Classic Turkey Roasting Instructions


  • 1 deep roasting pan and rack (V-shaped preferred)
  • aluminum foil
  • cooking spray
  • an internal probe thermometer
  • a brining bag
  • 1 turkey

Basic Brine:

  • 1 gallon water, divided use
  • 2/3 cup granulated sugar
  • 1 pound kosher salt

Maple-Infused Brine:

  • 3 quarts water
  • 4 cups apple cider
  • 1/2 cup maple syrup
  • 1 pound kosher salt

Savory Brine:

  • 3 quarts water
  • 4 cups vegetable broth
  • 2/3 cup honey
  • 1 pound kosher salt


  • herbs (such as sage, thyme, rosemary or lavender)
  • a few stalks celery
  • a few carrots, roughly chopped
  • 1 apple, halved
  • lemon zest
  • a few cloves garlic

Herb Rub 1:

  • 2-3 tablespoons fresh sage, minced
  • 1/2 teaspoon salt
  • 1 teaspoon ground black pepper

Herb Rub 2:

  • 2 teaspoons cumin
  • 3 teaspoons ground coriander
  • 1 teaspoon salt

Herb Rub 3:

  • 2-3 tablespoons fresh thyme, minced
  • 3 teaspoons white pepper
  • 1 teaspoon salt


  1. Step 1: Take the time to brine.
    In order to keep your turkey moist throughout the cooking process, we recommend brining. Brining before baking helps poultry absorb moisture, and retain it as it cooks. Brining will NOT make your turkey salty. Instead you are changing the molecular structure of the brining water by adding the element of sodium. Using the process of osmosis, the brining water will replace the natural moisture in the turkey and will stay put during the cooking process. In addition, you can use the brining solution as an easy way to infuse your turkey with additional flavors- hence the variance in brining recipes, you can absolutely experiment with different flavors- spices herbs, whole peppercorns, et al. Different liquids will also work as the added liquid but be sure to use water to make the initial saline solution. (All brine recipes are for a 20 lb. turkey)

  2. Basic brine:
    In a stockpot over high heat, combine 2 quarts of the water with sugar and salt. Stir, until dissolved. Remove from heat and let cool. Add the remaining water and refrigerate until ready to use or at least two hours.

  3. Maple-infused brine:
    In a stockpot over high heat, combine 2 quarts of water with salt. Stir until dissolved. Remove from heat and let cool. Stir in remaining quart of water, apple cider and maple syrup. Refrigerate until ready to use or at least two hours.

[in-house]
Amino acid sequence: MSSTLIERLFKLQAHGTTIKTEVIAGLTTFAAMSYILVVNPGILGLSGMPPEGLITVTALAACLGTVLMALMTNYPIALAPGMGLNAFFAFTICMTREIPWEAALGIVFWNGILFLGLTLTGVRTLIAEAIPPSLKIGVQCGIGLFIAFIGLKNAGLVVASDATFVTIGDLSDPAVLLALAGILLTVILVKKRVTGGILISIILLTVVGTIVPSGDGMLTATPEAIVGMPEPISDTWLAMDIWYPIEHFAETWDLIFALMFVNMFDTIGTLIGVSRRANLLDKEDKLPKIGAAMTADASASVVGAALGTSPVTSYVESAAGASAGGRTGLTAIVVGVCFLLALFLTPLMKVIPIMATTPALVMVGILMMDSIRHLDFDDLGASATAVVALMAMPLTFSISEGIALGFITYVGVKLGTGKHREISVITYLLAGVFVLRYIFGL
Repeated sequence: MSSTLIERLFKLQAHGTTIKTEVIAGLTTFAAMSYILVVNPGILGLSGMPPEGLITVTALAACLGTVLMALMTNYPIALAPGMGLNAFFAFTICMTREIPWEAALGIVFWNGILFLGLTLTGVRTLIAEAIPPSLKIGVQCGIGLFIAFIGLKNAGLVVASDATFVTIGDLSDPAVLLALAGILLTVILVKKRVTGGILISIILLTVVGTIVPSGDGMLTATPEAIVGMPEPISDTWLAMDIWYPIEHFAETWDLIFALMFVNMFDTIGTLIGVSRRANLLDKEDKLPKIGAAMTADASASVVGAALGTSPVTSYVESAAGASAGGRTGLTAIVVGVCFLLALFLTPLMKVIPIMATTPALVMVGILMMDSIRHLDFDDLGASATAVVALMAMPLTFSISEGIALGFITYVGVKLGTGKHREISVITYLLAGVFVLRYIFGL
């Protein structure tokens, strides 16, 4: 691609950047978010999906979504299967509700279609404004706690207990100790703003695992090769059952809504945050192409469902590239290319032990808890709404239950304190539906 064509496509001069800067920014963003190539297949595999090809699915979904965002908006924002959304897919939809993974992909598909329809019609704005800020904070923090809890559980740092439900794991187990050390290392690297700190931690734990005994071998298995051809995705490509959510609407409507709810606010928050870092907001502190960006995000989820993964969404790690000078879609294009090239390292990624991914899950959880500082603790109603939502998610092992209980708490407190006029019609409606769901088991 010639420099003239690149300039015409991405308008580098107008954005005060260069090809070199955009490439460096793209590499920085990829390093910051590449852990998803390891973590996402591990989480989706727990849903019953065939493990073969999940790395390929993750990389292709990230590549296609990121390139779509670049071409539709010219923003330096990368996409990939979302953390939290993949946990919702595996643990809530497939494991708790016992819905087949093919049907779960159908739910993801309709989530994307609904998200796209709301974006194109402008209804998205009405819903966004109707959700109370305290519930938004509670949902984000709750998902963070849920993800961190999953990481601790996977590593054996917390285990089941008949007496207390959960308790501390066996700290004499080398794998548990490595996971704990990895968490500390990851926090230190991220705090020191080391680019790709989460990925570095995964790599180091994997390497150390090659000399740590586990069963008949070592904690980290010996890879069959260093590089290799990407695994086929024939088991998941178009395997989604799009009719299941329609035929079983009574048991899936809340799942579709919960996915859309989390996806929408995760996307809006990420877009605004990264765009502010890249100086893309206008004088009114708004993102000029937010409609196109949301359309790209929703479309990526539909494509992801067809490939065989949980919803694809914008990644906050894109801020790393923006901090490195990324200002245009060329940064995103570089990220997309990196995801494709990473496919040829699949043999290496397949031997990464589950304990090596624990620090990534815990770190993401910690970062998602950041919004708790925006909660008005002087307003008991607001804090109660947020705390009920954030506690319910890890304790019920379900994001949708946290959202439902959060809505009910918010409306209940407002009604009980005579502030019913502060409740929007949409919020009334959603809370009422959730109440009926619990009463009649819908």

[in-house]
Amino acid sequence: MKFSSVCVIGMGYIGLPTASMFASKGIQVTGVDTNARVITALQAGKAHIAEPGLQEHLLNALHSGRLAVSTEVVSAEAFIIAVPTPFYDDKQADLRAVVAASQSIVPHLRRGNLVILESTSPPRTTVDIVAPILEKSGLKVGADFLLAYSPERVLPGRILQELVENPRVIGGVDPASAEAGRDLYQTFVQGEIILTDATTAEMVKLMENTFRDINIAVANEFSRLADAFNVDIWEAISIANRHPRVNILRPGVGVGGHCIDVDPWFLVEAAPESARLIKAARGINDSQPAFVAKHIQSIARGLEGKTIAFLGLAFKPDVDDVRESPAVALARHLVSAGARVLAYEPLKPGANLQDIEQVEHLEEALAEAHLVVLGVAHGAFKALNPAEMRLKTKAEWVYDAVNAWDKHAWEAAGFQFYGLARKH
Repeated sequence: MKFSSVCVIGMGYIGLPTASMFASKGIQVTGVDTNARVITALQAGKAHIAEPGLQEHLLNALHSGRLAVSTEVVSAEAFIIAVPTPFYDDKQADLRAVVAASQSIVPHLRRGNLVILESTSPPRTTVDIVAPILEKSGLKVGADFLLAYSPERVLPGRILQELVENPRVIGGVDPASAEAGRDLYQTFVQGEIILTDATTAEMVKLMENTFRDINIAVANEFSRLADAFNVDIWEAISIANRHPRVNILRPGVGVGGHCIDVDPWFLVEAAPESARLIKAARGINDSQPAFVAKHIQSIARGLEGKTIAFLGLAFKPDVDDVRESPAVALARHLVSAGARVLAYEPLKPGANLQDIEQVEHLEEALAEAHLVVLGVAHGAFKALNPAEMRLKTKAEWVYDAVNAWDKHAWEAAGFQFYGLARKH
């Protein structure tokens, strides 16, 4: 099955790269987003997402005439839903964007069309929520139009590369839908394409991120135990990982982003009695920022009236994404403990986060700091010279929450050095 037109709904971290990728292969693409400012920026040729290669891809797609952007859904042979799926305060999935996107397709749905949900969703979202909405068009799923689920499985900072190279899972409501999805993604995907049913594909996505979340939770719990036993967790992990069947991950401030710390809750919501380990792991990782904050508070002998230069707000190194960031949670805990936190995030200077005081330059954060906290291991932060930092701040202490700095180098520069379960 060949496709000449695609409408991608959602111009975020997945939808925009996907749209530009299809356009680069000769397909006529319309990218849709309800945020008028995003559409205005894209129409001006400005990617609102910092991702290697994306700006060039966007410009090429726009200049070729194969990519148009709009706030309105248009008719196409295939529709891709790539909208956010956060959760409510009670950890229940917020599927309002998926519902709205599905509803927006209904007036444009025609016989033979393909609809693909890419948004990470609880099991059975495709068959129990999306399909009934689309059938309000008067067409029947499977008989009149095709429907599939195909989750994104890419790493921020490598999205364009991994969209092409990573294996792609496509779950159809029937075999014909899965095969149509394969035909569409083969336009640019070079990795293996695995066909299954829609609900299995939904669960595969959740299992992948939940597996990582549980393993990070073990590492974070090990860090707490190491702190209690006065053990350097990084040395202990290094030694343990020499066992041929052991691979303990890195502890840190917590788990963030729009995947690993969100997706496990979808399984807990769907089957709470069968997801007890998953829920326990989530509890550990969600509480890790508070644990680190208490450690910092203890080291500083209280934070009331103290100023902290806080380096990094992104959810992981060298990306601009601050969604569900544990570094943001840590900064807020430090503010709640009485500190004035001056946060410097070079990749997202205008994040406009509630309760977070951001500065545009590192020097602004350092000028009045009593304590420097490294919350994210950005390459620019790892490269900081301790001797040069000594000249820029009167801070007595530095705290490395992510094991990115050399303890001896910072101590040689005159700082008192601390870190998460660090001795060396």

4. Savory brine:
    In a stockpot over high heat combine 2 quarts of water with salt and honey. Stir until salt is dissolved. Remove from heat and let cool. Stir in remaining quart of water and vegetable broth. Refrigerate until ready to use or at least two hours.

  5. For brining:
    Rinse the turkey well and remove anything from the cavity of the bird (internal organs, etc.).Open the brining bag and pour in the chilled brining liquid. Place the turkey in the brining bag and secure the bag tightly around the turkey, forcing the liquid to cover the outside of the bird. Place this bag in a roasting pan and place in the refrigerator. (The roasting pan will prevent the possibility of drippings from getting into the refrigerator). Allow turkey to brine at least 12 to 18 hours. When you’re ready to roast your turkey, remove it from the brining bag and rinse it well. Pat it dry with a paper towel and proceed with your roasting plans.

  6. Step 2: Fill the cavity aromatics
    There are many good reasons not to stuff a turkey, but one major reason is that the stuffing adds to your work without adding any additional flavor to your turkey. Instead, infuse your bird from the inside out with aromatics. Place the herbs, celery, carrots, apple, lemon zest, and garlic into the cavity of the bird, but do not fill the cavity until it is "stuffed." Give the aromatics room to breathe.

  7. Step 3: Give your turkey a Thanksgiving rub down.
    Mix your favorite herbs and seasonings into a softened stick of unsalted butter. Use your hands to evenly distribute the butter all over the turkey. You can even make a few small slits in the skin and smear butter into those openings as well.

  8. Step 4: Get ready to roast.
    Preheat the oven to 500°. Fold a large piece of aluminum foil into a triangular shape that will completely cover the breast meat. Fit this triangle over the breast meat of your bird and then remove it and spray the underside with cooking spray. Set your “turkey shield” aside.

  9. Set the turkey on the rack in the roasting pan. Roast turkey for 30 minutes or until the skin is nicely browned. Remove the bird from the oven and reduce the oven temperature to 350°. Place your aluminum foil turkey shield over the breast meat and insert your internal probe thermometer through the foil into the deepest part of the breast, making sure to avoid bone. If your thermometer has a notification option set it to notify you when the breast meat has reached 165° F (otherwise, just look through the oven door).

  10. It is unnecessary to baste the turkey, as the turkey’s skin will prevent the basting from adding any additional moisture. Continuing to open the oven will also increase the cooking time, as the oven will lose heat-so don’t do it! A 20 lb. bird will cook using this method in about three hours. Once the thermometer registers 165°, remove the bird from the oven, tent it with additional aluminum foil and allow it to rest for at least 30 minutes so that it will retain its juices. Carve and enjoy.